Packed a lunch that contained gherkins and avocado because they were the only green vegetables left in the house.  Threw in a packet of mini-biscuits (full of fat, sugar, salt and more numbers than a times table).  I had to ask the children if they liked it.  Apparently it was too big and they don’t have enough time to play (yet when they see it being packed in the mornings they say they need more food – go figure).

Plan:

Do the grocery shopping and be home by 10:30.

Reality:

I had to return books to the library and got a couple more out.  When Bruce saw one of them he complained bitterly that I should have looked inside it because clearly it was a song book not a story book.

My eyebrows resemble caterpillars and my top lip looks like the caterpillars have shed hair over it.  Unfortunately neither could be tamed today but I made an appointment for next week.

Hunted for various birthday presents.  Had some success.

Visited chemist for our annual winter wallet clean out.

Scraped together some coins and bought a small coffee.

Started grocery shopping.  Haven’t done a big grocery shop for weeks.  It took an age.  Spilt the remains of my coffee through my grocery bags.  Got home at 11:30.

Plan:

Clean out pantry and fridge, unpack groceries, clean and tidy the kitchen.

Reality:

Unpacked groceries.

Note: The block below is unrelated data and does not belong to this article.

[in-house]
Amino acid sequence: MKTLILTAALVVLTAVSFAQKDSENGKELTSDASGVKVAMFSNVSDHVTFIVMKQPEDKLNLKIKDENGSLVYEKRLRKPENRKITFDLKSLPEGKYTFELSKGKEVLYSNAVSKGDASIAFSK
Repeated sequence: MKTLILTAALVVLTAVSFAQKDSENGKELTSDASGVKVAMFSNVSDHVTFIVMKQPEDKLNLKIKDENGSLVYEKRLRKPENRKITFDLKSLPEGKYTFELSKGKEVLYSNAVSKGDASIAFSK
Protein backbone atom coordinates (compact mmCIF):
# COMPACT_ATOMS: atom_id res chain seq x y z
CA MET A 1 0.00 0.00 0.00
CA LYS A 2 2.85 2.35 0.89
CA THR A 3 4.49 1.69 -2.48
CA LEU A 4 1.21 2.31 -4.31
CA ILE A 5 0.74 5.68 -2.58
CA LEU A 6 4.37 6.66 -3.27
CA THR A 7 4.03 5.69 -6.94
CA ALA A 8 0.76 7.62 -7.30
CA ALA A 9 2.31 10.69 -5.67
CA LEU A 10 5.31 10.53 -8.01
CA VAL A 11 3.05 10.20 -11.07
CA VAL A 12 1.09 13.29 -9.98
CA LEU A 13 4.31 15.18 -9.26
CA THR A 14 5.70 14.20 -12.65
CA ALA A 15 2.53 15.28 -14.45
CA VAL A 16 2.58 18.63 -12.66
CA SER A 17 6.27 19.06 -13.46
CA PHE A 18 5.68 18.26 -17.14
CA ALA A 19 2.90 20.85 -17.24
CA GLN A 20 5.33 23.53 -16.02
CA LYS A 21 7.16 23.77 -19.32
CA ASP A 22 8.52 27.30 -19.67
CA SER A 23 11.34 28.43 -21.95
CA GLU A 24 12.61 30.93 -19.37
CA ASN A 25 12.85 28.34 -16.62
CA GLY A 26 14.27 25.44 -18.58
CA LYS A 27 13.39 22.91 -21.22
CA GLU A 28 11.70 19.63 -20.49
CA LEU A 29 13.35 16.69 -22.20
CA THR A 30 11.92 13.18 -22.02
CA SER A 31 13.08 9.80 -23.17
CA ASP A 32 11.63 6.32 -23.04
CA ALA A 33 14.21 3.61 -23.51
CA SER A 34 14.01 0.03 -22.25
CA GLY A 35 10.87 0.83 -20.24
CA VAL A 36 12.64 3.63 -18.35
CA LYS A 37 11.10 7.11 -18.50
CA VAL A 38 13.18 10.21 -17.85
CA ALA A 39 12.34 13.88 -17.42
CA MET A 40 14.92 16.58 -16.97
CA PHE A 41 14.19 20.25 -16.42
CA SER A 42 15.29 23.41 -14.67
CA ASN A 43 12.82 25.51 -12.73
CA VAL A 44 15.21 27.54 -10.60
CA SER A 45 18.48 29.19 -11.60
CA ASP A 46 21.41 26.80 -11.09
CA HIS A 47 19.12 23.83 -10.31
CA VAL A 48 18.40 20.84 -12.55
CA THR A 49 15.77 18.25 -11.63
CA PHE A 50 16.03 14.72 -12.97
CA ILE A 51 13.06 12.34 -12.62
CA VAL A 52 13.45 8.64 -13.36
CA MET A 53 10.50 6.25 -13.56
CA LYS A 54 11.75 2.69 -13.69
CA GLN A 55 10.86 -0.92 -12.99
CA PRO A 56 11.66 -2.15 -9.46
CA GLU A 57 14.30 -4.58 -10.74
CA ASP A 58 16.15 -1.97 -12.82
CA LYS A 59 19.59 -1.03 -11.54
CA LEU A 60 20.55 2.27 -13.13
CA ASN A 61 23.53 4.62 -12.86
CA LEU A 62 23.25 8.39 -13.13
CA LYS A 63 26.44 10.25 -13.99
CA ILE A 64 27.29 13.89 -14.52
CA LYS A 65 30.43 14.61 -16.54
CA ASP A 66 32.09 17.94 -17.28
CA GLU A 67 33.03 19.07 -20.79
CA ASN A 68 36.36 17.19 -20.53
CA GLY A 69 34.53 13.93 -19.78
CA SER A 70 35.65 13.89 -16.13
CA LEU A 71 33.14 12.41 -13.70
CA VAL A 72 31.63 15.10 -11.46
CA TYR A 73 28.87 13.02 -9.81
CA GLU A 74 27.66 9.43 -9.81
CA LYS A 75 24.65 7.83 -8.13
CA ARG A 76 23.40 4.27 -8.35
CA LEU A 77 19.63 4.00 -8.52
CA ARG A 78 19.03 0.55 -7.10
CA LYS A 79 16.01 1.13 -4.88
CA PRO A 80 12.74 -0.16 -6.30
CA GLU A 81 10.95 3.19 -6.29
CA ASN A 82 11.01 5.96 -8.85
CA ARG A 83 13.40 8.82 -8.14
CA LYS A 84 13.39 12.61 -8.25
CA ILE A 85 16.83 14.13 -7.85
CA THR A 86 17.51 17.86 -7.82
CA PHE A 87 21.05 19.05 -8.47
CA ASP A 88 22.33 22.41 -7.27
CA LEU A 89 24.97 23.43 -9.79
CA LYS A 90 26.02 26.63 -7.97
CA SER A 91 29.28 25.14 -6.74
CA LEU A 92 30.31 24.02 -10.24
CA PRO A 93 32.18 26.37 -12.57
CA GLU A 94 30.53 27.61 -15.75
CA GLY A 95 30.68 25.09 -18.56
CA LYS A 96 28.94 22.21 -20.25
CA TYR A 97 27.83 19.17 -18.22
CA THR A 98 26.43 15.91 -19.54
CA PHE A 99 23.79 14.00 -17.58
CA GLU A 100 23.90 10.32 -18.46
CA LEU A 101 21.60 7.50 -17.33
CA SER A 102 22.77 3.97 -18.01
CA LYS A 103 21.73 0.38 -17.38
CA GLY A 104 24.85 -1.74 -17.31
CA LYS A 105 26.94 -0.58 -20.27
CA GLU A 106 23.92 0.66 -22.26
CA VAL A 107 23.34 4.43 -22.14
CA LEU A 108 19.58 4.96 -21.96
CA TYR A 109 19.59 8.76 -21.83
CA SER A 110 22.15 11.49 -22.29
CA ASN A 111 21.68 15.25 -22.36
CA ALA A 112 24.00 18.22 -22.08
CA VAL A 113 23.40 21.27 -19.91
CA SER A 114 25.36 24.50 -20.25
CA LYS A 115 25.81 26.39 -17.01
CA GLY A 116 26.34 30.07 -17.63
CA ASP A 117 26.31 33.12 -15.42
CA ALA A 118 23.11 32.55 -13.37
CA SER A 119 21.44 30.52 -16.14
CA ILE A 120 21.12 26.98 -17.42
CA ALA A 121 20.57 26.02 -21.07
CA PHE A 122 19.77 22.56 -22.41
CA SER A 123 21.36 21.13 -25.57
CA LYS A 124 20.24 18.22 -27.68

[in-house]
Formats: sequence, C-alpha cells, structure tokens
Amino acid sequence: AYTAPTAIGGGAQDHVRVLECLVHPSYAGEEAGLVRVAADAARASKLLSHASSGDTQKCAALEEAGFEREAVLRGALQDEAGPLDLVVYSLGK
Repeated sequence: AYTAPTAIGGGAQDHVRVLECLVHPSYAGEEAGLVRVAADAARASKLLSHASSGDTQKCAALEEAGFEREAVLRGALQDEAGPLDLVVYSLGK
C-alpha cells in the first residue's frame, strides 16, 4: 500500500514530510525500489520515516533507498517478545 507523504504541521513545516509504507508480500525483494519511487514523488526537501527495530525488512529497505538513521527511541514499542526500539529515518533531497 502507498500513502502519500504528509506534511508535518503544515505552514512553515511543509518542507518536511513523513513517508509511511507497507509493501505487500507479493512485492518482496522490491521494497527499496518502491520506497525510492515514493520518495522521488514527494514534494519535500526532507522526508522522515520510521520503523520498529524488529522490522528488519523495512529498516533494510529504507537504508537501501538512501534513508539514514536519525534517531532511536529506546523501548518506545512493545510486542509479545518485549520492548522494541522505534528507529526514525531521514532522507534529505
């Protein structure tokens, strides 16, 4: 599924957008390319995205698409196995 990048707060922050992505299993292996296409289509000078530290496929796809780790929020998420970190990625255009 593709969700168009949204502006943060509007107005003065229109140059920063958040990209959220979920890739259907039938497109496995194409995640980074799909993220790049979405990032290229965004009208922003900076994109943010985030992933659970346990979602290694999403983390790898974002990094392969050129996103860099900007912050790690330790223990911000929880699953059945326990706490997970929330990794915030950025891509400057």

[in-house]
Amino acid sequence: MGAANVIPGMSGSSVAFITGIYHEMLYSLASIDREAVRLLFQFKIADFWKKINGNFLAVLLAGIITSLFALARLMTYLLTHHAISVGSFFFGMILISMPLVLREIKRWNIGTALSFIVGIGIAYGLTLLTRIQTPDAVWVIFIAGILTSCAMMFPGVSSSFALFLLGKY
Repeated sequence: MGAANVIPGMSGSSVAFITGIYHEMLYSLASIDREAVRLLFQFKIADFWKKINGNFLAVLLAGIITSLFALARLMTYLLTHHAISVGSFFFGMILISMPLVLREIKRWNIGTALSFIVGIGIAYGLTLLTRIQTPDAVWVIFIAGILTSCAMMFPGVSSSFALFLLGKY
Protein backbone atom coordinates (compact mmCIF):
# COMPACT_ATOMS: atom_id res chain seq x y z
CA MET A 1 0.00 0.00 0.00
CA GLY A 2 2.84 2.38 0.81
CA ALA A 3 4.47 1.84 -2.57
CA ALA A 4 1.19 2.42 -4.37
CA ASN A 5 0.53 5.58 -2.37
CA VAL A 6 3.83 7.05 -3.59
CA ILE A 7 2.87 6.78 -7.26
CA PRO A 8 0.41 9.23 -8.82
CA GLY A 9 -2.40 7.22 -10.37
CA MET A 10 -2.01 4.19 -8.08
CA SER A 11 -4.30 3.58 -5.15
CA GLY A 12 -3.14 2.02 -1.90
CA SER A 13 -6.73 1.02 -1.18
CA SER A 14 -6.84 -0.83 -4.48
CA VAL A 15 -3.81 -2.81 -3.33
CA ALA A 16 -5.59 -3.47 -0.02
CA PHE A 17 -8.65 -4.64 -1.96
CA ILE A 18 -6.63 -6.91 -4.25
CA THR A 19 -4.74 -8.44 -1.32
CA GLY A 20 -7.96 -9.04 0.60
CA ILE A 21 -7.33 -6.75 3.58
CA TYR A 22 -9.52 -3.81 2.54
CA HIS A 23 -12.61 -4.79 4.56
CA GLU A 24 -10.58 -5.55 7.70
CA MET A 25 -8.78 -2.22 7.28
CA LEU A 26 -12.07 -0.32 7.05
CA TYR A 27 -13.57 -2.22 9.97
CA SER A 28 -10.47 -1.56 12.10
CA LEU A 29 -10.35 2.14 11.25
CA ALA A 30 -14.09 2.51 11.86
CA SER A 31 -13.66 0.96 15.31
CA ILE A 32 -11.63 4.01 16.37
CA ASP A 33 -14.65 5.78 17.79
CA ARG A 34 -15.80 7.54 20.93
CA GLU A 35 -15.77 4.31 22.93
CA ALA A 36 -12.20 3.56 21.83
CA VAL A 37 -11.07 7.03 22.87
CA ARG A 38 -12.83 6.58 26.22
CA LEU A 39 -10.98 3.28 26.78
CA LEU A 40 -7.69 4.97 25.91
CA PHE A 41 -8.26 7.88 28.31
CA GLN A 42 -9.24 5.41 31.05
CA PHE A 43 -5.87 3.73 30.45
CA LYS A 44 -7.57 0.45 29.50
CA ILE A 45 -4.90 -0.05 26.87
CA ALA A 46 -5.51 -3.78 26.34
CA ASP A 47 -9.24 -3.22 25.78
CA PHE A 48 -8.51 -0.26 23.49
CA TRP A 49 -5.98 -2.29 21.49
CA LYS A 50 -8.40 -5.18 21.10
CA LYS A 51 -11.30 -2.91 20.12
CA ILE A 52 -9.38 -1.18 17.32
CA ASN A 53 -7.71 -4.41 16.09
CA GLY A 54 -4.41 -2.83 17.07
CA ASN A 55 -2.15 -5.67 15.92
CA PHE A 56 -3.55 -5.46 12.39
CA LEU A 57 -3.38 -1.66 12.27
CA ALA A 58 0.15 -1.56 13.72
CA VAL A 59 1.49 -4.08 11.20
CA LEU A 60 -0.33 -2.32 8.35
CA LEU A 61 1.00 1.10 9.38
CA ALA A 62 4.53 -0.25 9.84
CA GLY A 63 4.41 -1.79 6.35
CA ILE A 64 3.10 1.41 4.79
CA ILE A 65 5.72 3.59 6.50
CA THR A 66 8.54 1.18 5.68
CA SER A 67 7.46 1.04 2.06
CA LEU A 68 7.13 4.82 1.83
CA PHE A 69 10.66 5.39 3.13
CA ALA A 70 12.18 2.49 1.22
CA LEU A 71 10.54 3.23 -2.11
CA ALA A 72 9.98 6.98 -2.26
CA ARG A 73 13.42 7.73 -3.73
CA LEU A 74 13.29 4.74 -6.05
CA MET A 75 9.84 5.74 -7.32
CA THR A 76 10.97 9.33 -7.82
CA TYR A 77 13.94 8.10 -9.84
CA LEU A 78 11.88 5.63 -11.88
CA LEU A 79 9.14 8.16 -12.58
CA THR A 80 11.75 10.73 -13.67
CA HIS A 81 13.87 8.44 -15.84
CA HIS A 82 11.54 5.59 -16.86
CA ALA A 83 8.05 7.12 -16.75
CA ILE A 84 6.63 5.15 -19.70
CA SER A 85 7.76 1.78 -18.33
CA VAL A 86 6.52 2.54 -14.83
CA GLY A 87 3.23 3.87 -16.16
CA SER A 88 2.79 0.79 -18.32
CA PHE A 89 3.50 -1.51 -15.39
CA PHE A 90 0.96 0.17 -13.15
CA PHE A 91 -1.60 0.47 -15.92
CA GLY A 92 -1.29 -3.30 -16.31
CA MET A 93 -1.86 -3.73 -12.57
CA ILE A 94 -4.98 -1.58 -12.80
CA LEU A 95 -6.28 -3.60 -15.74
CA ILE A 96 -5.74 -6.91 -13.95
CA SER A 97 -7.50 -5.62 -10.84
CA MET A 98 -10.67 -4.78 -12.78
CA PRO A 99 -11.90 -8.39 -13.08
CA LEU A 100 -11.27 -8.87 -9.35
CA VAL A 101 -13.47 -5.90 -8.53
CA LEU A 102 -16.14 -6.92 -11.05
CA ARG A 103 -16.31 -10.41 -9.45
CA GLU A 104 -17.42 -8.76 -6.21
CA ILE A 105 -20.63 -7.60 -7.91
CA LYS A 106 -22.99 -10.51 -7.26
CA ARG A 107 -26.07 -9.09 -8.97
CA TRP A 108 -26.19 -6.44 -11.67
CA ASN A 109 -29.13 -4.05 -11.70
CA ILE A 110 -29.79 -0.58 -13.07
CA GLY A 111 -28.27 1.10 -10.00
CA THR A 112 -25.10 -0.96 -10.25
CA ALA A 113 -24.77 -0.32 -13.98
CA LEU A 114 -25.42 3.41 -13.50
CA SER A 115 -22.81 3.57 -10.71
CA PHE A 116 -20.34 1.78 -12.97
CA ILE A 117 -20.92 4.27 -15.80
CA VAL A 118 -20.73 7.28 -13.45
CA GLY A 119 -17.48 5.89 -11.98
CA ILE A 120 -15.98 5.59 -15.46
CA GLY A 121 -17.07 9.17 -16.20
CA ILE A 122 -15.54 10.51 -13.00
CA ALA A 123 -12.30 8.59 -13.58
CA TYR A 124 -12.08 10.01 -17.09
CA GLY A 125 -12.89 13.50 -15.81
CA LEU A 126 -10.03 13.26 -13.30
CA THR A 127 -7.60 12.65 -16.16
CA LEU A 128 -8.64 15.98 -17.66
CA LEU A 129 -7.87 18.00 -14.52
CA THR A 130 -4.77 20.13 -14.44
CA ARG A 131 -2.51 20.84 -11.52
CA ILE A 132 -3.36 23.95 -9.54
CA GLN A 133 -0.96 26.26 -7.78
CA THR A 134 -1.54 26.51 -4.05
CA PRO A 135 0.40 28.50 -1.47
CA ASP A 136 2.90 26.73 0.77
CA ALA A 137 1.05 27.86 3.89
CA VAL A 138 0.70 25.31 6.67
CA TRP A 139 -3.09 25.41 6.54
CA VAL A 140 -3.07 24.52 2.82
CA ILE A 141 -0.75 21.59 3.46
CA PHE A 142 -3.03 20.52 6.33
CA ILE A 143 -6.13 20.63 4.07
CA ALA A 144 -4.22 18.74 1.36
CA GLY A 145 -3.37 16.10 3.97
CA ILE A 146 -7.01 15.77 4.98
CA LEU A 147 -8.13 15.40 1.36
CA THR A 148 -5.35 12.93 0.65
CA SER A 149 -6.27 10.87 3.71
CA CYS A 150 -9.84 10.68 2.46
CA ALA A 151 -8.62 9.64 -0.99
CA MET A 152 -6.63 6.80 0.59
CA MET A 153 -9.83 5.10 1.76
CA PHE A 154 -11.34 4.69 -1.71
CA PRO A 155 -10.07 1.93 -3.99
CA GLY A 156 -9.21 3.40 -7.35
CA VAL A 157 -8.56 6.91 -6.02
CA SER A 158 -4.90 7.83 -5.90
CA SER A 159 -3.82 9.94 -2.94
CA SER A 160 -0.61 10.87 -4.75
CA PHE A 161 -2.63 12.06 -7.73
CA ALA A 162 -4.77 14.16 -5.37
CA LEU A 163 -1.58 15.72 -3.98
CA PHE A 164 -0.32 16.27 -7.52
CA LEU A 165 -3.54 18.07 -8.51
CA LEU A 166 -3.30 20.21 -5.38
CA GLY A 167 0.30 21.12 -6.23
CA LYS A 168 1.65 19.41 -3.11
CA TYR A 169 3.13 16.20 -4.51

Plan:

Walk dog, feed chickens, collect eggs.

Reality:

Achieved (but the dog walk is never, ever, long enough).

Plan:

Put away washing that’s hanging on the airer and driving me nuts when the kids use it as a prop in their latest superhero game.

Reality:

Pffff.

Plan:

Sort out the goodies I have in my wardrobe for our school fete so I can drop them off.  This will mean that I stop tripping over them and Tigger stops making noises like a demented door charm every time I walk in to my so-called walk-in-robe.

Reality:

As if.

Plan:

Help out in Bruce’s class.

Reality:

Yes!  But lordy it was exhausting and I was only there for just over an hour.  Hats off to all you wonderful teachers out there.

Plan:

Log in to work and check emails.

Reality:

I brought my work laptop home.  See – it’s over there.

Plan:

Make home-made pizza from scratch for dinner.

Reality:

I’m writing this blog post.

 

I’m linking up with Kate from Picklebums for Real Life Wednesday. Real Life Wednesdays

Ear Worm

This wasn’t the post I set out to write today but during the course of writing that post, the song “I’ve Never Been to Me” by Charlene has come in to my head and won’t leave me alone.